|Module Title||THEATRE AND POLITICS, 1660-1737|
|Semester||Available Semesters 1 And 2|
|Other staff||Dr Paulina Kewes|
|Course delivery||Seminar||2 hours per week|
|Assessment||Essay||1 x 5,000 word essay|
How does politics influence theatre? What is the impact of the theatre upon politics? In this module we shall ask these questions of the period between the Resotration of Charles II in 1660 and the passage of the Licensing Act in 1737 which effectively terminated the theatre's engagement with politics. We shall read a variety of canonical and on-canonical tests, situating them in their immediate historical contexts.
English theatre of the later seventeenth and early eighteenth centuries was intensely political. Early in the period playwrights offered more or less veiled accounts of the recent trauma of the Civil Wars and regicide, invariably concluding with celebrations of the restored monarchy. Shortly thereafter they sought to affirm and glamorize the Stuart regime in a series of extravagant heroic plays. Yet there were dissenting voices too. For the republican and puritan John Milton, the Restoration settlement was unacceptable. His disaffection with the political 'status quo' and faith in its ultimate demise found expression in a closet drama, "Samson Agonistes", which he neither could nor wished to see produced on the stage.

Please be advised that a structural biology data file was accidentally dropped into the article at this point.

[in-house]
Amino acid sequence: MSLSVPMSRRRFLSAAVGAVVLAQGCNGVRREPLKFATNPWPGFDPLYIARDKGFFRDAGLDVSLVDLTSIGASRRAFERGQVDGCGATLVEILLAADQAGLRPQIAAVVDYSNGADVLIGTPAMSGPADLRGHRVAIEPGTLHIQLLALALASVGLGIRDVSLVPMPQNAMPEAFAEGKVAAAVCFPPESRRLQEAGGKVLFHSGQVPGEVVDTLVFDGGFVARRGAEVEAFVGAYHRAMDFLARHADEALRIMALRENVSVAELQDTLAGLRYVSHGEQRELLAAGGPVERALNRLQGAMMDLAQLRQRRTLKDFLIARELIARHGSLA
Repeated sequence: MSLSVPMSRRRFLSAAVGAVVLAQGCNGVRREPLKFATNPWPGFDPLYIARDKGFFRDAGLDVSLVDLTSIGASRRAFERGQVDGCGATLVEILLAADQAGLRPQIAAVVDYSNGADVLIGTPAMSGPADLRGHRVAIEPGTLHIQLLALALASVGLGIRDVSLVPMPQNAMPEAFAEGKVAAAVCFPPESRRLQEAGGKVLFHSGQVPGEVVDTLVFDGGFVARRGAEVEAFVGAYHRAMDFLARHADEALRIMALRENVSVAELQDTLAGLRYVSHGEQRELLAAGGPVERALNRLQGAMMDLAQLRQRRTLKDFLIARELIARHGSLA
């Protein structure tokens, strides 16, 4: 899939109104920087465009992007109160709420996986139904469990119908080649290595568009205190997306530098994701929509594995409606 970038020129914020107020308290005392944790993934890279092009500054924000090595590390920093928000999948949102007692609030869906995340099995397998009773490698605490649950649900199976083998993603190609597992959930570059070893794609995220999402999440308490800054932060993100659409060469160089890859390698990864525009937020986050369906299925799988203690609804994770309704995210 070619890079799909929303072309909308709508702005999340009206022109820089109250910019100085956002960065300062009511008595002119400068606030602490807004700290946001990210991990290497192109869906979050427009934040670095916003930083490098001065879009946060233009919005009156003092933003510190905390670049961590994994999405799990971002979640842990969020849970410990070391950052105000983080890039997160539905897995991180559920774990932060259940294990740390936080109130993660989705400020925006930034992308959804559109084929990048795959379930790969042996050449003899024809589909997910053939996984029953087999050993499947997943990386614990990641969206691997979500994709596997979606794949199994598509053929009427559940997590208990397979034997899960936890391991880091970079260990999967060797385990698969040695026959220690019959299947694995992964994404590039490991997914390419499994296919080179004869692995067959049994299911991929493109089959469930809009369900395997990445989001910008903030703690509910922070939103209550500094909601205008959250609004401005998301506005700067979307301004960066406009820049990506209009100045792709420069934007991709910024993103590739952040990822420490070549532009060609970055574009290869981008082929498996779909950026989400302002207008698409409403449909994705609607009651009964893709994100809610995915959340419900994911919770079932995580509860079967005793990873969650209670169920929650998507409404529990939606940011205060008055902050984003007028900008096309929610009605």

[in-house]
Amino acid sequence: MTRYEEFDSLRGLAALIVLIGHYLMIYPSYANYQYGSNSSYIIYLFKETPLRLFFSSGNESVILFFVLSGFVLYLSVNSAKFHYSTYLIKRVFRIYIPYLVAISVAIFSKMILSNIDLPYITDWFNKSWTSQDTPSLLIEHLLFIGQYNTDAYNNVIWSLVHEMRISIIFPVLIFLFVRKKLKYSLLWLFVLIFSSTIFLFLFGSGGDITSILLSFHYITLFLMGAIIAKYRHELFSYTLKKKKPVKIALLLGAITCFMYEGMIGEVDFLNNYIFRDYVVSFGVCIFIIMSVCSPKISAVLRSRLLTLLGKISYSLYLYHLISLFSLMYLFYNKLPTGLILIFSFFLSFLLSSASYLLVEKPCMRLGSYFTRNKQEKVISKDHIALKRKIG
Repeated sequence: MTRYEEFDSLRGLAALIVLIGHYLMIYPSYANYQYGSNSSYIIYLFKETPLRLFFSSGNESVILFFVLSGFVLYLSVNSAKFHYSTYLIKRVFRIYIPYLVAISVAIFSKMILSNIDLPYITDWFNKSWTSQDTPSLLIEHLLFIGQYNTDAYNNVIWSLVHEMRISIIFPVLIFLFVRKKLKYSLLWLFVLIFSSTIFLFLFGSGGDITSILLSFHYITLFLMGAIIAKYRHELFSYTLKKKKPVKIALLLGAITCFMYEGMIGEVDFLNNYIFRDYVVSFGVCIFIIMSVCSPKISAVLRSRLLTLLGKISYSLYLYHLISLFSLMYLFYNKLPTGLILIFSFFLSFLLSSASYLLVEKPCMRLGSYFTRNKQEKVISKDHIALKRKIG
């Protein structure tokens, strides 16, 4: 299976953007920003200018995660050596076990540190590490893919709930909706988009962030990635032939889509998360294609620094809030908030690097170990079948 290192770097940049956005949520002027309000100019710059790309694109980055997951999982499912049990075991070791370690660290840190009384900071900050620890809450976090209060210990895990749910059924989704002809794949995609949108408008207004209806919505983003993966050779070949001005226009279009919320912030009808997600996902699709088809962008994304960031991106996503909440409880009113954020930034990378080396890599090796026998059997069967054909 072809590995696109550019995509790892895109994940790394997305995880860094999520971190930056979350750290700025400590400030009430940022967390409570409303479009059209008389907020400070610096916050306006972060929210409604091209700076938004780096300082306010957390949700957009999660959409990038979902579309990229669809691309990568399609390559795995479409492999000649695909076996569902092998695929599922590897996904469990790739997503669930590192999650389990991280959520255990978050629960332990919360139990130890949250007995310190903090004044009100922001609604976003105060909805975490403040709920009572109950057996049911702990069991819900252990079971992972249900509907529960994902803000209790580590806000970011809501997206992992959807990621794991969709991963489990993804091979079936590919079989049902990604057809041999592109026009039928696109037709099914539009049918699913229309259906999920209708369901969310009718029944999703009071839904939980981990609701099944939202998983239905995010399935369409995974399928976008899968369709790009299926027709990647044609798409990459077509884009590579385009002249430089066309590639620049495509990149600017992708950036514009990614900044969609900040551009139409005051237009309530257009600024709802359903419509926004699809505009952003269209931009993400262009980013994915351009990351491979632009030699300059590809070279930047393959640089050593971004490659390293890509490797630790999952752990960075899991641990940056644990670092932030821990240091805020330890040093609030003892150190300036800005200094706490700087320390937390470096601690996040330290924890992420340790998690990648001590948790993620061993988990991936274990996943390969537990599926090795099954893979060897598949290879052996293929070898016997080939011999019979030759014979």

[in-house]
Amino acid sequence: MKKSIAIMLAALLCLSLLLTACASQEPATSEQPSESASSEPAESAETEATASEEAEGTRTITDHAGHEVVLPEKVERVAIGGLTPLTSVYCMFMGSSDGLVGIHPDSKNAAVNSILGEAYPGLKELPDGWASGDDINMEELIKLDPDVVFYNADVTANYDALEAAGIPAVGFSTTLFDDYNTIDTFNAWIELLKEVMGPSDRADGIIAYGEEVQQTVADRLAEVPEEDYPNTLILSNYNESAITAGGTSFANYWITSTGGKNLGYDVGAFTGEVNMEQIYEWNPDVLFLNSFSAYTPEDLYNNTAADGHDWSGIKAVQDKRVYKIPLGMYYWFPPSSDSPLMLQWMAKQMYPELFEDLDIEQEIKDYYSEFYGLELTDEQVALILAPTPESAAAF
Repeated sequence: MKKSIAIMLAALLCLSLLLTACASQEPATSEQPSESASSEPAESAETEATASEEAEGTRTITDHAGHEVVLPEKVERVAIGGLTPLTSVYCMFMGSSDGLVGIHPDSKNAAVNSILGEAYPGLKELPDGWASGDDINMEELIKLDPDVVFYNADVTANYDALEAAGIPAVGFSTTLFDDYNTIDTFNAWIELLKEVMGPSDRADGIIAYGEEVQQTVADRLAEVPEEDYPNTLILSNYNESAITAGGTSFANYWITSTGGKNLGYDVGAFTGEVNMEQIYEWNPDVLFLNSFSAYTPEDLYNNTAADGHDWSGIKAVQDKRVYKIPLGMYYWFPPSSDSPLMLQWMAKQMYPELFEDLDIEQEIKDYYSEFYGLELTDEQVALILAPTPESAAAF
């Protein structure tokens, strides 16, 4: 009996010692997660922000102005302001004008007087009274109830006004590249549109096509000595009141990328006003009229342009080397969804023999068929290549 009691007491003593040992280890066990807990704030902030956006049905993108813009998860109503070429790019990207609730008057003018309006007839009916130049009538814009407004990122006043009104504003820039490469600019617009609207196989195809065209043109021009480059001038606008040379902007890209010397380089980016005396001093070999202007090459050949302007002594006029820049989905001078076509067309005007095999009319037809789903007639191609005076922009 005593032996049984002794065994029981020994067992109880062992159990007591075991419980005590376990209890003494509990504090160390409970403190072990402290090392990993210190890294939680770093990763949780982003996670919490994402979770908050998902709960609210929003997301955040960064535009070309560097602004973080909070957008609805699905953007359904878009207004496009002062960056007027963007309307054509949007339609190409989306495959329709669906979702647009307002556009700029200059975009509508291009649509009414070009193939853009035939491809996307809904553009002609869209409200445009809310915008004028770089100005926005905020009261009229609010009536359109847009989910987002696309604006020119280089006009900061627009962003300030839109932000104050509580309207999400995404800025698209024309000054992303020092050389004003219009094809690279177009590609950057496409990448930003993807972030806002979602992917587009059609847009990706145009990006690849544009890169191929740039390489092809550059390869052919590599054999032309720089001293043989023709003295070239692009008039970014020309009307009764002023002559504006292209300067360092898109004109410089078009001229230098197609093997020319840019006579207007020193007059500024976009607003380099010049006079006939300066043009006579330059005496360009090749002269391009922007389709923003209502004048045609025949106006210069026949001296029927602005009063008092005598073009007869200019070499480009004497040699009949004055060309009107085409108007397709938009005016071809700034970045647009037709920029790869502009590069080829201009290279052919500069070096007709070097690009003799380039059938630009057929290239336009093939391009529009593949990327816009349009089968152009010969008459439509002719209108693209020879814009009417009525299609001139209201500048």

With successive crises at home and abroad the mood of the drama darkened and political positions became polarised. In the latter part of the module we shall look at the Whig and Tory plays written during the years of the Popish Plot and Exclusion Crisis. We shall then explore the more subtle and complex political sentiments of the drama produced in the aftermath of the 'Glorious' Revolution and conclude by considering the satirical and burlesque drama of the 1730s driven by the playwrights' hostility towards the administration of the first British Prime Minister, Robert Walpole.
1. Restored Monarchy
a) Sir Robert Howard, "The Committee"
John Milton, "Samson Agonistes"
b) Sir Robert Howard, "The Great Favourite", or "The Duke of Lerma"
John Dryden, "The Conquest of Granada", Part 1
2-3 Popish Plot and Exclusion Crisis
a) Thomas Otway, "The Souldiers Fortune"
John Crowne, "City Politiques"
b) Nathaniel Lee, "Lucius Junius Brutus
Thomas Otway, "Caius Marius"
4. 'Glorious' Revolution
John Dryden, "Don Sebastian" and "King Arthur"
5. Opposition to Walpole
Henry Fielding, "The Historical Register" and "The Welsh Opera"
John Gay, "The Beggar's Opera"
Dryden: "The Works of John Dryden", ed. Edward Niles Hooker et al., 20 vols. Berkeley: University of California Press, 1956
Fielding, Gay and Lee: Regents Restoration Drama Series
Milton: "Complete Shorter Poems", ed., John Carey (London: Longman, 1968, 1971, repr. 1992)
Otway: "Four Restoration Marriage Plays", ed. Michael Cordner and Ronald Clayton. Oxford and New York: Oxford University Press, 1995.
Plays by Howard and Crowne will be provided in photocopy and charged at cost.